Thursday, September 25, 2008

Barbie Power

There's a lot of talk going around the feminist blogosphere about Nina Westerburg's photoshopped Barbie image (above) showing a prego Barbie. The ladies of Jezebel said: "The fact that this could totally be a real doll probably says a lot about our society — or at least our ability to be shocked by Barbie art."

Now, I'm not sure what all I missed out on growing up Baptist, but I don't think I've ever heard of any Barbie art, much less something that is actually shocking. And as far as it being a real doll, well, who would really be surprised? We've already got Barbie the Baby Doctor and we used to have Barbie acting as mother to whatever little "sister" they created for her. I can't remember her name right now, but if you used to play with Barbies, I'm sure you know who I mean.

To me, and this was certainly helped by the advertising, Barbie was simply a stand-in for any female, that's why she could be a princes, mermaid, doctor and homemaker all at the same time. I always felt that these dolls epitomized female power in very subtle ways (which is why I could get away with playing with them in a mysoginistic household). This feeling was confirmed for me when my sisters and I started playing with the Ken dolls as well, because those female-like crotches on the men just made them seem completely impotent and being shorter than the Barbie dolls made them seem powerless, not to mention useless (when I was a kid being taller than people was a big deal for me).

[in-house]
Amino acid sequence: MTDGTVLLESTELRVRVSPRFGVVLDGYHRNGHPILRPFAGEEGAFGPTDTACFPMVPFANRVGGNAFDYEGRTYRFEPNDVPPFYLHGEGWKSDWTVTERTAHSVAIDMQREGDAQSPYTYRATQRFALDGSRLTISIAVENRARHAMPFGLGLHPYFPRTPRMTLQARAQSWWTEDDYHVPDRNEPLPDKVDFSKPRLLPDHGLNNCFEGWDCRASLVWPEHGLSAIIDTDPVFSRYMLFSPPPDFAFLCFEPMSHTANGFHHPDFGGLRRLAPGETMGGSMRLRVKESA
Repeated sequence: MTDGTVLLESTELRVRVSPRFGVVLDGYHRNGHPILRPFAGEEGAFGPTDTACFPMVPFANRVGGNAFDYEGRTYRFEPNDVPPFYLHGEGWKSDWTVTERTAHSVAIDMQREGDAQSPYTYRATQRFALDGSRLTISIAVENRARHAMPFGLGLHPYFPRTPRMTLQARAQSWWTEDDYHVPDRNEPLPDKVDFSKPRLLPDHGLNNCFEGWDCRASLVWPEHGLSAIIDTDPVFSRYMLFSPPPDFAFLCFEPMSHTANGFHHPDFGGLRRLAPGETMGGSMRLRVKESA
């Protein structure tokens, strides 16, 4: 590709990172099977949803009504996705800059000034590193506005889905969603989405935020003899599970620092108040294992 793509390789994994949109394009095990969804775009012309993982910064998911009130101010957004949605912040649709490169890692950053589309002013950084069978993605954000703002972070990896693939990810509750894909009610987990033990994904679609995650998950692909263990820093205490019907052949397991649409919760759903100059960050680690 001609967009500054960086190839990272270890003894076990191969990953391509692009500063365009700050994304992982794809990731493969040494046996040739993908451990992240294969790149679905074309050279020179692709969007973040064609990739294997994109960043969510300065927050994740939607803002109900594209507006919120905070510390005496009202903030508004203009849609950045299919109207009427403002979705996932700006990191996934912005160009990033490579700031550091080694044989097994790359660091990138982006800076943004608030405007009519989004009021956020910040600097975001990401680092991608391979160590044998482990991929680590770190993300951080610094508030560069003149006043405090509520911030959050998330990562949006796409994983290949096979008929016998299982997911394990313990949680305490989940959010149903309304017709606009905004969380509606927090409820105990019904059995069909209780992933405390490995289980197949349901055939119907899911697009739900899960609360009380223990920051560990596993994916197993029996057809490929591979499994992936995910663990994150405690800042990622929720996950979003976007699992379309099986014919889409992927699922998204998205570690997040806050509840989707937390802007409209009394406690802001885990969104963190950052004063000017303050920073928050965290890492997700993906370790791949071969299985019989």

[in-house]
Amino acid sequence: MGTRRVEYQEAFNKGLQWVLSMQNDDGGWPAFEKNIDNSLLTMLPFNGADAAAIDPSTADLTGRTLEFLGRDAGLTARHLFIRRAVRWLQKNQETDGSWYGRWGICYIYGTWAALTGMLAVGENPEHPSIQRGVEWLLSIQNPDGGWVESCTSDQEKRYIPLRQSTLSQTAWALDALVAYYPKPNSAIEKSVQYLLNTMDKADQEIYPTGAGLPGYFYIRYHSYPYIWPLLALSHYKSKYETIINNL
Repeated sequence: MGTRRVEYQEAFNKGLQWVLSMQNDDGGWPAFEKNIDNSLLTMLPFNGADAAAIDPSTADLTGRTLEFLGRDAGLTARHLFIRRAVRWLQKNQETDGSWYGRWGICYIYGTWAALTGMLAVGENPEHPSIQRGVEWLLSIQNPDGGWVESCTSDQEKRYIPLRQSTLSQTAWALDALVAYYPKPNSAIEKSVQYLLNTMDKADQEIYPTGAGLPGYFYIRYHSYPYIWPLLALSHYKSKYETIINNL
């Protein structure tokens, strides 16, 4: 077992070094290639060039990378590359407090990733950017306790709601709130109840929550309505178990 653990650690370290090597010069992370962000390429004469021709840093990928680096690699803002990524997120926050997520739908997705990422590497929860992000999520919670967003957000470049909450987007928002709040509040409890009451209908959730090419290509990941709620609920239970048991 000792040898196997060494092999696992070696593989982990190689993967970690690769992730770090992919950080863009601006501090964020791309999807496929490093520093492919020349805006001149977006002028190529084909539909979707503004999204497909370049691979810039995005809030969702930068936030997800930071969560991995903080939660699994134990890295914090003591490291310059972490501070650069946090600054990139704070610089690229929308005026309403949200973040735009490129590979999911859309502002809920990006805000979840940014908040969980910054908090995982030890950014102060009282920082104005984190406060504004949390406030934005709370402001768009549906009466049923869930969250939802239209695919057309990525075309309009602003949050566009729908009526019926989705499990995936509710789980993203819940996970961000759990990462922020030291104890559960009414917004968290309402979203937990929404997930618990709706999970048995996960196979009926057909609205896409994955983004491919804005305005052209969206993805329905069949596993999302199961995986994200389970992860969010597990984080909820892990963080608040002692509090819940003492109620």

Because of all that, my Barbies were always lesbians. The boys just had no interest for them, but they'd date, make out and even simulate sex with each other. Okay, you realize I did all that, but do you realize how empowering it was for me to play with these dolls? Even now I'm kind of shocked when I think about it, but a prego Barbie? Nah, that doesn't shock me at all.

Related posts:
How Our Fantasies Help Us
Becoming a Mysterious Lady
Ladies I Subscribe To

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Stacey K said...

Doesn't shock me at all. More than one of my daughter's Barbies had something shoved under their clothes to simulate pregnancy. They tended to breastfeed small dolls too.

DLC said...

Barbie art is awesome, though a little bit tired at this point. Check out the work of Tom Forsythe and my personal favorite, the Barbie Liberation Organization.